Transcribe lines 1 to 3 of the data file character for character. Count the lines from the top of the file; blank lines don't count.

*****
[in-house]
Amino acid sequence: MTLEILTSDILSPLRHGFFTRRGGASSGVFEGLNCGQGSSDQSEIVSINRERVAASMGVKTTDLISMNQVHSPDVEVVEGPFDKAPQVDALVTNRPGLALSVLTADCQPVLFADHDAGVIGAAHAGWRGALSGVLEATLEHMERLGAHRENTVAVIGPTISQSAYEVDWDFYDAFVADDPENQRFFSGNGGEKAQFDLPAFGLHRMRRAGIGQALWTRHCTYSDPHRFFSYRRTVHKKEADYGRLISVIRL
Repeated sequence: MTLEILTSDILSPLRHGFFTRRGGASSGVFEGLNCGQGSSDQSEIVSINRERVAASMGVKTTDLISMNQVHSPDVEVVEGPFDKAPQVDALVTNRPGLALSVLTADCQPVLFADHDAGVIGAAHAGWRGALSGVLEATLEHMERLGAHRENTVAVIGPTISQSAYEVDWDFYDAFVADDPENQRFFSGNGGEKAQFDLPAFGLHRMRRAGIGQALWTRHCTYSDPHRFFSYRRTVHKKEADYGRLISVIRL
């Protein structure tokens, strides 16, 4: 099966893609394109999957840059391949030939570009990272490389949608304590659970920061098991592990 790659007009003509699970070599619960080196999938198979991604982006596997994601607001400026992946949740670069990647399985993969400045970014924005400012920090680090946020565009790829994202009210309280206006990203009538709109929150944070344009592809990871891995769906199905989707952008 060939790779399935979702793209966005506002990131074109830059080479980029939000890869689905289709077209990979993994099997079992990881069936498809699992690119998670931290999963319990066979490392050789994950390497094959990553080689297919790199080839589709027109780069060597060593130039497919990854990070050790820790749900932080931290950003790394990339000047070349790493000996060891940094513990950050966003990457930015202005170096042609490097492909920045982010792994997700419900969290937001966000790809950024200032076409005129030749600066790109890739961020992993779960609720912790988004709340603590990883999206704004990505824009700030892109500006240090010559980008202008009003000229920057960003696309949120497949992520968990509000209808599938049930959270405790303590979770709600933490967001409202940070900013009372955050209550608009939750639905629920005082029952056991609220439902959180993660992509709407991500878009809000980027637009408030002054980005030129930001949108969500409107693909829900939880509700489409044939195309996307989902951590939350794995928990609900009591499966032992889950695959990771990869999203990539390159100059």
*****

[in-house]
Amino acid sequence: MTLEILTSDILSPLRHGFFTRRGGASSGVFEGLNCGQGSSDQSEIVSINRERVAASMGVKTTDLISMNQVHSPDVEVVEGPFDKAPQVDALVTNRPGLALSVLTADCQPVLFADHDAGVIGAAHAGWRGALSGVLEATLEHMERLGAHRENTVAVIGPTISQSAYEVDWDFYDAFVADDPENQRFFSGNGGEKAQFDLPAFGLHRMRRAGIGQALWTRHCTYSDPHRFFSYRRTVHKKEADYGRLISVIRL
Repeated sequence: MTLEILTSDILSPLRHGFFTRRGGASSGVFEGLNCGQGSSDQSEIVSINRERVAASMGVKTTDLISMNQVHSPDVEVVEGPFDKAPQVDALVTNRPGLALSVLTADCQPVLFADHDAGVIGAAHAGWRGALSGVLEATLEHMERLGAHRENTVAVIGPTISQSAYEVDWDFYDAFVADDPENQRFFSGNGGEKAQFDLPAFGLHRMRRAGIGQALWTRHCTYSDPHRFFSYRRTVHKKEADYGRLISVIRL